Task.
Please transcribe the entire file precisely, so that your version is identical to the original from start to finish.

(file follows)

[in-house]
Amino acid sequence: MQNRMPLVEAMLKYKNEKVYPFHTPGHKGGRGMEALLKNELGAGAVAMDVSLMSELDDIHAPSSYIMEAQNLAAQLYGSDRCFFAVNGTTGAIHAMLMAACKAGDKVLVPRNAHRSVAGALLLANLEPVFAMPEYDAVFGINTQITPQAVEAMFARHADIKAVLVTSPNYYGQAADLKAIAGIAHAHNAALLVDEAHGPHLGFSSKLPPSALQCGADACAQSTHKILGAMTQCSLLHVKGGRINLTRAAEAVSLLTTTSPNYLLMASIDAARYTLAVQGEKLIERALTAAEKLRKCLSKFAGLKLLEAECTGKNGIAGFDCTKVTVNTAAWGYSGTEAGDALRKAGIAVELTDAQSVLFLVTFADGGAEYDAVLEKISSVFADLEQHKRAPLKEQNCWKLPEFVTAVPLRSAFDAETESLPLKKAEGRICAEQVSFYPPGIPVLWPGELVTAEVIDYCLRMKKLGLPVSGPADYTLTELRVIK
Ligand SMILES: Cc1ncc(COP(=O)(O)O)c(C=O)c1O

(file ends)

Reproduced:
[in-house]
Amino acid sequence: MQNRMPLVEAMLKYKNEKVYPFHTPGHKGGRGMEALLKNELGAGAVAMDVSLMSELDDIHAPSSYIMEAQNLAAQLYGSDRCFFAVNGTTGAIHAMLMAACKAGDKVLVPRNAHRSVAGALLLANLEPVFAMPEYDAVFGINTQITPQAVEAMFARHADIKAVLVTSPNYYGQAADLKAIAGIAHAHNAALLVDEAHGPHLGFSSKLPPSALQCGADACAQSTHKILGAMTQCSLLHVKGGRINLTRAAEAVSLLTTTSPNYLLMASIDAARYTLAVQGEKLIERALTAAEKLRKCLSKFAGLKLLEAECTGKNGIAGFDCTKVTVNTAAWGYSGTEAGDALRKAGIAVELTDAQSVLFLVTFADGGAEYDAVLEKISSVFADLEQHKRAPLKEQNCWKLPEFVTAVPLRSAFDAETESLPLKKAEGRICAEQVSFYPPGIPVLWPGELVTAEVIDYCLRMKKLGLPVSGPADYTLTELRVIK
Ligand SMILES: Cc1ncc(COP(=O)(O)O)c(C=O)c1O